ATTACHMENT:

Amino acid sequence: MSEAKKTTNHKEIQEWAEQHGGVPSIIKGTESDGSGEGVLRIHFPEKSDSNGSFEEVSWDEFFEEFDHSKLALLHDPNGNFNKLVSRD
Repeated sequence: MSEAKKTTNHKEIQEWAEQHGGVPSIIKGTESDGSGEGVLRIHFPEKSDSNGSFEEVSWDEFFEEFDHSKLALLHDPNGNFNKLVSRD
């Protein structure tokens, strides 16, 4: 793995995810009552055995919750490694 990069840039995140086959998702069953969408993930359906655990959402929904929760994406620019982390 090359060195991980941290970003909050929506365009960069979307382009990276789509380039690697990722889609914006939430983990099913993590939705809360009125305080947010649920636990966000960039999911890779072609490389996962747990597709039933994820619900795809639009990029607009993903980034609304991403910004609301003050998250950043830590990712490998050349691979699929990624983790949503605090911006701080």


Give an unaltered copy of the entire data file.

Amino acid sequence: MSEAKKTTNHKEIQEWAEQHGGVPSIIKGTESDGSGEGVLRIHFPEKSDSNGSFEEVSWDEFFEEFDHSKLALLHDPNGNFNKLVSRD
Repeated sequence: MSEAKKTTNHKEIQEWAEQHGGVPSIIKGTESDGSGEGVLRIHFPEKSDSNGSFEEVSWDEFFEEFDHSKLALLHDPNGNFNKLVSRD
């Protein structure tokens, strides 16, 4: 793995995810009552055995919750490694 990069840039995140086959998702069953969408993930359906655990959402929904929760994406620019982390 090359060195991980941290970003909050929506365009960069979307382009990276789509380039690697990722889609914006939430983990099913993590939705809360009125305080947010649920636990966000960039999911890779072609490389996962747990597709039933994820619900795809639009990029607009993903980034609304991403910004609301003050998250950043830590990712490998050349691979699929990624983790949503605090911006701080």